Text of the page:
Why the Bakken Looks Like A City From Space at Night

by | Oct 8, 2020

Why the Bakken Looks Like A City From Space At Night

Natural gas being flared off of an oil well

As shown in a picture below, the Bakken Shale oil fields are lit up at night like a major city. This is due to all the natural gas being flared off oil wells. First, let’s dig in a bit to fracking. There was a quite a bit of talk during the VP debate last night about fracking — also known as hydraulic fracturing. As you are probably aware, fracking is a method of extracting oil and natural gas from shale rock by injecting liquid at high pressure into fissures in the shale. Fracking and advances in drilling technology have completely transformed America’s energy landscape. In 2019 total energy production in the U.S. exceeded energy consumption for the first time since 1957. The U.S. is now the top producer of oil in the world. Check out this table from the Energy Information Administration:


While fracking dates back to the 1860s and was used throughout the 20th century, it wasn’t a major factor in oil and gas production until the 21st century. What happened? In the late 1990s that engineers at Mitchell Energy accidentally discovered a better method of breaking open shale rock and the fracking craze was born due. Production of natural gas and oil from shale rock took off in the early 2000s.

In the below chart from the EIA you can see the huge increase in production of natural gas and oil due to fracking starting in the 2000s.


The great increase in production of both oil and natural gas has contributed to a reduction in oil prices and a collapse in the price of natural gas. Here’s a chart showing the price of natural gas over the past 15 years.


One side effect of the low price of natural gas is it transforming how electricity is produced in the U.S. We’ve seen a change from coal fired power plants to ones that use natural gas. Not only is this a good thing in terms of electricity costs, but natural gas fired power plants produce 50%-60% fewer greenhouse gas emissions than coal fired plants. You can see that gas power plants have overtaken coal in terms of electricity production:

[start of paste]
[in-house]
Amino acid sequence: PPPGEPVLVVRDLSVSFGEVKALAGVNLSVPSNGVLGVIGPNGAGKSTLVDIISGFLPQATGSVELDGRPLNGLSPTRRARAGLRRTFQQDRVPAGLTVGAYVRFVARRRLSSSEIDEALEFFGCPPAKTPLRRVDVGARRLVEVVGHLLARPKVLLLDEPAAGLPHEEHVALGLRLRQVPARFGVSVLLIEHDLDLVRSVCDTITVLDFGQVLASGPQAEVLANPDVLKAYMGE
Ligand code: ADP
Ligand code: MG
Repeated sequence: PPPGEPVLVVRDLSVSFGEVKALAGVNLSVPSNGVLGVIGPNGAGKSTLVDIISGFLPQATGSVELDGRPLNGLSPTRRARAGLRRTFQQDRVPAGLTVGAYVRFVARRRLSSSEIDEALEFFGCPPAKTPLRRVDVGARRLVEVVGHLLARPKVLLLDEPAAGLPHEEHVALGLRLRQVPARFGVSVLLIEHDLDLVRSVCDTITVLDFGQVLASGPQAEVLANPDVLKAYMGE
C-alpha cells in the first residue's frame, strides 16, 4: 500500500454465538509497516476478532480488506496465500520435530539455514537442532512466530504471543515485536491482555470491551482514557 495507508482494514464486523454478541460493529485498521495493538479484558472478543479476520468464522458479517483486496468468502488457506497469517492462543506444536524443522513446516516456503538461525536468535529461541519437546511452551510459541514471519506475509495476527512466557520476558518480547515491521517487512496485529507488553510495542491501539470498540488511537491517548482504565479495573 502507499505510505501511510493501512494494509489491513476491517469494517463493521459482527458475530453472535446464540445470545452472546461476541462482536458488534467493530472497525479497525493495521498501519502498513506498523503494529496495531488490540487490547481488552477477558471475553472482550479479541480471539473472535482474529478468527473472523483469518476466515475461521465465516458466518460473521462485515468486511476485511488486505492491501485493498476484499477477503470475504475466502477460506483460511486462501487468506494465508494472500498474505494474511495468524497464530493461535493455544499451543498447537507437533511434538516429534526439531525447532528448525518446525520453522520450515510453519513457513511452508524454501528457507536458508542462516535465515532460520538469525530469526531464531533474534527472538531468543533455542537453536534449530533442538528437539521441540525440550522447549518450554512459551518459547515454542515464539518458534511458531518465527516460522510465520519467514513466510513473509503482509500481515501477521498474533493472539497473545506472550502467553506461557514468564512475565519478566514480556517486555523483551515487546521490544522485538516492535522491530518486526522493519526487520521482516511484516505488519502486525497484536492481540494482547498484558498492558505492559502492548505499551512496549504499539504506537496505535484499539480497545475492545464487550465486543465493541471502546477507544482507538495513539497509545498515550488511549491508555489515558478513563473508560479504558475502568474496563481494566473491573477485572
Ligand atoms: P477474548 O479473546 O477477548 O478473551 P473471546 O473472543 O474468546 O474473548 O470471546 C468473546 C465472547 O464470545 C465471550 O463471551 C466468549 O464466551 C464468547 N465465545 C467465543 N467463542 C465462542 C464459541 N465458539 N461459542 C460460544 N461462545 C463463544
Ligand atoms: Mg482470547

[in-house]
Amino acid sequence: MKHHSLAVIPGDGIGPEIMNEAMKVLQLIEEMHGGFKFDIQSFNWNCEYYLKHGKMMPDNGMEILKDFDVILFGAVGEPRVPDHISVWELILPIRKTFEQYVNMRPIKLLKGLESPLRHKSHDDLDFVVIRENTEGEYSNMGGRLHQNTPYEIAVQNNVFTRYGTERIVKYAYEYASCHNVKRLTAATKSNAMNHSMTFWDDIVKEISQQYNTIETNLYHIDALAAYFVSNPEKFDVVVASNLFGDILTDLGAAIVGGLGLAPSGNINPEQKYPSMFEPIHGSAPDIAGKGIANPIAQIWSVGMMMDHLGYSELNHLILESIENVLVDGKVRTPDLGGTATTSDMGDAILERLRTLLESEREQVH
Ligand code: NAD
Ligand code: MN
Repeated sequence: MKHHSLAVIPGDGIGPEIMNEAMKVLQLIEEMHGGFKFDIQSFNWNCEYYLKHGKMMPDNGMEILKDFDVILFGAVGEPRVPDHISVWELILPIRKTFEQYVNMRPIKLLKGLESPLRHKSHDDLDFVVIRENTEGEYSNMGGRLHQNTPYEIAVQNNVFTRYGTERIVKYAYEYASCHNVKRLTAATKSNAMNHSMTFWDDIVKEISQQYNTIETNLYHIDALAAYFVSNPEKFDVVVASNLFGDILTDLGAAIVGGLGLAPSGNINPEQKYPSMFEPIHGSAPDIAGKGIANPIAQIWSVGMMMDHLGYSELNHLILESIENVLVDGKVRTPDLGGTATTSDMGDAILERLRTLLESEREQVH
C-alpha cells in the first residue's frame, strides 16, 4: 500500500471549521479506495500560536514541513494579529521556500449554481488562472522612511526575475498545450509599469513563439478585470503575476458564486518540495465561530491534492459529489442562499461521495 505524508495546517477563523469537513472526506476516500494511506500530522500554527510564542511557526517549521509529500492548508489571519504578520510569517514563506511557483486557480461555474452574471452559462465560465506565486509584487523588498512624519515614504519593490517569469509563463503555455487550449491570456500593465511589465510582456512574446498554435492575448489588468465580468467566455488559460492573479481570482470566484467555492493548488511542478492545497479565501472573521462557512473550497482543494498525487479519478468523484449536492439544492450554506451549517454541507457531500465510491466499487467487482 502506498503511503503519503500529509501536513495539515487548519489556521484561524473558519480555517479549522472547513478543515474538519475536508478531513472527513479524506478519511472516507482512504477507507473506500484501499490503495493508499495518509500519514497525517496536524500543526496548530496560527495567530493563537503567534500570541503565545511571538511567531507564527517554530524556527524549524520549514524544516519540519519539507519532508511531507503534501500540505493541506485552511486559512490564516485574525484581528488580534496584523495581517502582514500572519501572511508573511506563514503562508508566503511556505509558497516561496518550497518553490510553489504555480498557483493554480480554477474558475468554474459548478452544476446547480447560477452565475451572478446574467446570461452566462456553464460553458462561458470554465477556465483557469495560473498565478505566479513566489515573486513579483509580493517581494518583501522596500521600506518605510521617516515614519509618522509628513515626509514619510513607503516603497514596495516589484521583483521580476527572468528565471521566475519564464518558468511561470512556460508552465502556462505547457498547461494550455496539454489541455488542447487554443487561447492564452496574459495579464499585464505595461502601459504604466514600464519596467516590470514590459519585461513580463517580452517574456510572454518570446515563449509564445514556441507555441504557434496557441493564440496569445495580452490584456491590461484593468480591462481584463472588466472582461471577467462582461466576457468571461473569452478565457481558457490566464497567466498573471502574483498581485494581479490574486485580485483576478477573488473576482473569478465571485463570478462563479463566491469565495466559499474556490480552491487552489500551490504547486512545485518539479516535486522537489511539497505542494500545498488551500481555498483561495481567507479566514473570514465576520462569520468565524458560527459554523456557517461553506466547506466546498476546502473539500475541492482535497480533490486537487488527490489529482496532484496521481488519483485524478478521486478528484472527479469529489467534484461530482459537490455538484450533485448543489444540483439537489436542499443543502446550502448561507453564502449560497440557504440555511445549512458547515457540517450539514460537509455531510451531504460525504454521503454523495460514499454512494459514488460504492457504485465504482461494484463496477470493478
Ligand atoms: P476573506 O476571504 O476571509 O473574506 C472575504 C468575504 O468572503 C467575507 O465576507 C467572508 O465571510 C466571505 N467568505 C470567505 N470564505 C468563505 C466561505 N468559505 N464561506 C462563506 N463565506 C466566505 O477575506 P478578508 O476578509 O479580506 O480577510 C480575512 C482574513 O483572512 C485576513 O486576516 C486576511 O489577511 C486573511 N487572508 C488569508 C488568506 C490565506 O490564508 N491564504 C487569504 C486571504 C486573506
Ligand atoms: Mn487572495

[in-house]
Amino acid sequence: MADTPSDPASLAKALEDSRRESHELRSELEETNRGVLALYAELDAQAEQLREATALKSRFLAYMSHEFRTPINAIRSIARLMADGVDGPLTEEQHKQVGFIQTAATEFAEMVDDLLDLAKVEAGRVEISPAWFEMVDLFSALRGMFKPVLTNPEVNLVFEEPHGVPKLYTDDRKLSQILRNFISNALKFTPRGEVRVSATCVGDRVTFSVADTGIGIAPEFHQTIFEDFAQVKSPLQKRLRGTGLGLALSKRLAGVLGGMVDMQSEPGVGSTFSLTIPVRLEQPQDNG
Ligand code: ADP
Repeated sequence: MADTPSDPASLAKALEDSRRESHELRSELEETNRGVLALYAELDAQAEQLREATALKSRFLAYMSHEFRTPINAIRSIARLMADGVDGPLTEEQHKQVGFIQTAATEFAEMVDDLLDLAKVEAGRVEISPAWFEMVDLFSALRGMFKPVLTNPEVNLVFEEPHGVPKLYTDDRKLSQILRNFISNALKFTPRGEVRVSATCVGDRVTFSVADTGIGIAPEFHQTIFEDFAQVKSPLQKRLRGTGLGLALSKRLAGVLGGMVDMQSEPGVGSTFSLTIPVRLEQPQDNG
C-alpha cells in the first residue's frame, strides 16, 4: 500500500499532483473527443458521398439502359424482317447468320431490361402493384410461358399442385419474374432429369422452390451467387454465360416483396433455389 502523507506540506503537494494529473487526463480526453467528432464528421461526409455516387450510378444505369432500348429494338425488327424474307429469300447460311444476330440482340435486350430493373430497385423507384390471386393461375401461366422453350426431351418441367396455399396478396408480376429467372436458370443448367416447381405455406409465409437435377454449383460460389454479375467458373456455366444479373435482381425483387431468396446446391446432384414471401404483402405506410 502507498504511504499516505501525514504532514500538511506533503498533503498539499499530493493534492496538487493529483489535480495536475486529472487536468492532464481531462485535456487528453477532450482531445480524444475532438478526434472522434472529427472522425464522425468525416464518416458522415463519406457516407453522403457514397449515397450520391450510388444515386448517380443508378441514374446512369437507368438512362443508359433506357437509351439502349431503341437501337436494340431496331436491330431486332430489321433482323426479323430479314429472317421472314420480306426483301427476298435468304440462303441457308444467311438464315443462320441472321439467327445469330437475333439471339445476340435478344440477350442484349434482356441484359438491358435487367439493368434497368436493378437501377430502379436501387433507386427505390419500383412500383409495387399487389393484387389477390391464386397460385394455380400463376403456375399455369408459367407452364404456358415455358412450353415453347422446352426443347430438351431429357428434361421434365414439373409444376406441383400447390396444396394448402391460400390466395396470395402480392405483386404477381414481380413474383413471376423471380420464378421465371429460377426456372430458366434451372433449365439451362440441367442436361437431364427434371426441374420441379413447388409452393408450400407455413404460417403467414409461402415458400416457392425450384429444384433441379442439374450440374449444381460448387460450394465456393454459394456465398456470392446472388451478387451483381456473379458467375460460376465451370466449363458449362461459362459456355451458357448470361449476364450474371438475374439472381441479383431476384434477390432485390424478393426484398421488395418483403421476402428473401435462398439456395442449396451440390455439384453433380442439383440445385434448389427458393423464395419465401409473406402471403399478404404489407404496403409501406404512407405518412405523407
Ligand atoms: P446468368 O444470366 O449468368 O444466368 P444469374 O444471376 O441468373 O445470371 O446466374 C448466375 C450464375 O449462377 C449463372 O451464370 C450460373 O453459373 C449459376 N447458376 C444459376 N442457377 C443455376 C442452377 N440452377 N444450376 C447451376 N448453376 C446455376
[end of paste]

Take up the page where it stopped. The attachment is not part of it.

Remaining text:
Another side effect of the super lower price of natural gas is that flaring of natural gas has increased. Fracking often results in both natural gas and oil being produced from a well. If the driller is looking for the more valuable oil and natural gas also comes out of the well, the low price of natural gas may mean that it’s not worth it to the driller to capture and transport the natural gas in order to sell it. In some areas of the country where there isn’t sufficient infrastructure for storage or transport, natural gas produced while drilling for oil is just “flared off.” This means that the gas is just burned instead of collected, transported and sold. The EIA summarized the issue as follows: “As crude oil production has outpaced the buildout of infrastructure to handle natural gas, associated gas—or natural gas that is extracted during oil production—has been increasingly vented and flared in order to manage this undeliverable natural gas production from flowing oil wells.”

An amazing example can be seen at the so-called “Bakken Shale” in North Dakota. Here’s an image from space at night of the northern part of the U.S. Notice that the natural gas being flared off the oil drilling makes the Bakken look like a major city:


The Bakken is not the only set of oil fields that light up like a city at night. Here’s a webpage from geology.com that shows the nighttime views of other oil fields around the world: Oil Fields from Space.

With the price of natural gas so low, it isn’t economical to invest in the infrastructure necessary to store and transport natural gas. In the absence of regulation, flaring of natural gas is the most viable option. With respect to regulation, the rules about flaring natural gas are primarily regulated by the states and the rules vary state-by-state. Texas and North Dakota have the greatest amount of natural gas flaring.


According to the EIA, “both Texas and North Dakota are working with producers to limit the need for flaring without shutting down or affecting production of crude oil from new wells.”


  1. And what is the effect on climate change of this wasteful flaring off? I wonder why no mention of this rather important point is highlited in this article?

    • Good point. Flaring of natural gas, and especially venting of natural gas, definitely adds to the emission of greenhouse gases, including the very potent greenhouse gas of methane.

      • Omission or emission?


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